Detour


We shouldn’t be here, that was my only thought as we sat uncomfortably in the dark interior of the now precariously tilted jeep. Doors firmly locked but windows open slightly to try and mitigate the dead, suffocating heat. The night had closed in, outside was blackness, relieved only by flashes of light from the fireflies as they left brief trails in the night sky. They put on quite a show, one we were in no mood to enjoy.
‘Are you okay?’ my husband asked. ‘Sawa, sawa’ I replied, meaning; I’m fine, A phrase we were all too familiar with. Far from okay, I was fighting the deep panic that was threatening to rise up and engulf me. How long has it been now? I asked. Nearly two hours he replied, don’t worry he’ll be back soon. It was almost two hours since our guide had set out on foot to get help. There really was little choice; we were stuck in a very remote area with no signal for the mobile phones.
There were others outside, we could no longer see them; just hear the low tones of conversation spoken in a foreign tongue of which we had no knowledge or understanding. They were local people who had started to appear this morning when we got stuck on our way to the lake. We had taken the scenic route, hoping to see animals on the way, first driving through a dry desolate landscape for a couple of hours until we came upon a surprisingly fertile area due to a narrow fast flowing river connecting considerable stretches of calm still water that lay in our path. We had to cross these and each time we plunged in we held on tight, heaving a sigh of relief every time the jeep successfully climbed out onto the opposite bank. Only two more stretches of water to go now, we could see the iron bridge we were aiming for over the tall grass surrounding the water. Unfortunately this is as far as we got.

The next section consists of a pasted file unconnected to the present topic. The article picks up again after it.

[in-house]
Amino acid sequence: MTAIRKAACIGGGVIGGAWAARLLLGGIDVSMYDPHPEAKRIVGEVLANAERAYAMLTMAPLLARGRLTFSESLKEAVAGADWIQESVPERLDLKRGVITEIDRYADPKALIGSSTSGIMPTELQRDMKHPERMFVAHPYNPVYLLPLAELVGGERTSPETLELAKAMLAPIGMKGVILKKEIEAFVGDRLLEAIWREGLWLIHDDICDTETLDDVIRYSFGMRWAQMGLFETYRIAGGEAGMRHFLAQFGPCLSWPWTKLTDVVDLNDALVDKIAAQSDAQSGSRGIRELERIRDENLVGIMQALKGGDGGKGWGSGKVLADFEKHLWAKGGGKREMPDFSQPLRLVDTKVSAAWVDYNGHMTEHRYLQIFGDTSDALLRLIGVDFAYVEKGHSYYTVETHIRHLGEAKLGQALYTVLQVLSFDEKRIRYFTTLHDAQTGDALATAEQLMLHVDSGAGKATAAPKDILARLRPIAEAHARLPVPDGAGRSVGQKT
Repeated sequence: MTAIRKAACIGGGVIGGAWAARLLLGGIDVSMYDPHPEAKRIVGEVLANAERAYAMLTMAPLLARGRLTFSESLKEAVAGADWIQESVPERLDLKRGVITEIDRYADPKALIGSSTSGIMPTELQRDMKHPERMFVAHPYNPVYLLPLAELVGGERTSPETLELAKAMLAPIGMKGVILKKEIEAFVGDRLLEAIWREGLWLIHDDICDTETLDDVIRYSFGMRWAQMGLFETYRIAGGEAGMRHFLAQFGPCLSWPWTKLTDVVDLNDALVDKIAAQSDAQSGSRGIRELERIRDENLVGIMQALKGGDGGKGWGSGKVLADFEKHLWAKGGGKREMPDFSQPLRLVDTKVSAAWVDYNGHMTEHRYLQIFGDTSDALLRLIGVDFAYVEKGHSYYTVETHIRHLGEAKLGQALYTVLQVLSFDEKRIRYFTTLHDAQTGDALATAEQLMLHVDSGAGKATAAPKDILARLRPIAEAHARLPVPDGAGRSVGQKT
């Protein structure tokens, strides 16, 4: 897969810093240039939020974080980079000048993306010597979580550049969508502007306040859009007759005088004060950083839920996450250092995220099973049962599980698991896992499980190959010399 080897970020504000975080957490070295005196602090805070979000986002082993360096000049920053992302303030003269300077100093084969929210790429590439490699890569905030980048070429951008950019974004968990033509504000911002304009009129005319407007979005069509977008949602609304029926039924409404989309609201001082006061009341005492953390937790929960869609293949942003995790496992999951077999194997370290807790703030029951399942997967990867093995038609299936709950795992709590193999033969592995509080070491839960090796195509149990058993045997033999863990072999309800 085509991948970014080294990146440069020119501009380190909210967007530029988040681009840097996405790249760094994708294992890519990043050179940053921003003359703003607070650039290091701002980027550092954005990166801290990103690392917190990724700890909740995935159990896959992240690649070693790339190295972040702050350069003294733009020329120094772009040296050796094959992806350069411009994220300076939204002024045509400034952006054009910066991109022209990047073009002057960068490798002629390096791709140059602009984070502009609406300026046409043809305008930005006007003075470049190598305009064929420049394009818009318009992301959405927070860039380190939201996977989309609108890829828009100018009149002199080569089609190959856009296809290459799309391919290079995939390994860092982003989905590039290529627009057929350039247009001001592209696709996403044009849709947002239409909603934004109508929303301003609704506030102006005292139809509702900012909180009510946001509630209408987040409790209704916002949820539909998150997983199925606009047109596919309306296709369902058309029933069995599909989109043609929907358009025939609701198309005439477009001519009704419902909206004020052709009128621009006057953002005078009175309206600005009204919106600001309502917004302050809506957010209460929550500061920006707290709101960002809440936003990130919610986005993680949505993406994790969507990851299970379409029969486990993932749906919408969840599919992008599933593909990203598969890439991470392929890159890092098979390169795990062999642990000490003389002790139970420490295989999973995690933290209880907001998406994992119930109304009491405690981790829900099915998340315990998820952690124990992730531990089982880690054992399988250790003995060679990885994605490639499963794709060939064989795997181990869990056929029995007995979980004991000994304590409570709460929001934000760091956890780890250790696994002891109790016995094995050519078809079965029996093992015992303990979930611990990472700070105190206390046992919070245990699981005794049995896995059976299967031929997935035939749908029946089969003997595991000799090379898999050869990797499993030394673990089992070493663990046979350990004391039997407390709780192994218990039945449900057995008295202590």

They had arrived in two’s and three’s walking or cycling, wearing the traditional bright red of the maasai, adorned with beautiful hand crafted beads and jewellery, which they carefully removed, together with most of their clothing before wading in to help. Impressive looking spears stood to attention in the ground where they had been thrust, knives with their characteristic curved blade lying next to them. All morning the men worked on getting the jeep free, with no luck. Around midday a young woman passing through, stopped to rest. After paying her respects to the men she sat on the ground, erected an umbrella to protect her from the fierce heat of the African sun and began to feed the tiny baby she was carrying on her back. The men kept working. The afternoon wore on, my husband helped with the heavy work, I distributed water, everything was tried, every idea carried out, every suggestion explored, prayers were given up, the Jeep stubbornly refused to move.
Shortly before our guide had set out for help a discussion had taken place between him and the maasai concerning some sort of compensation for all their efforts. Although we couldn’t understand their words, body language tends to be universal and we had a feeling it wasn’t good, the situation was left unresolved. As the sun dropped below the horizon so did my hopes of getting out of here alive. So as we sat, in silence, listening to the high pitched buzzing sound of hordes of mosquitoes as they targeted any exposed piece of flesh, I stared out of the window into the blackness, barely breathing.
Suddenly there it was, two bright lights piercing the darkness, the headlights of the rescue vehicle, we were alive! It didn’t matter that without even a torch we had to wade knee deep through part of the river to reach it, carefully, slowly, feeling our way with our bare feet as we went. This was it, all we had to face now was the two hour journey back to our tent, in the dark over rough ground, and then we were safe. As we thankfully climbed into the cab of the pickup truck, a strong smell of beer and whiskey hung heavily in the air, empty bottles rattled behind the seats as we pulled away. I started to laugh uncontrollably; we had been rescued by a drunk driver! I really didn’t want to be here.



M Culligan

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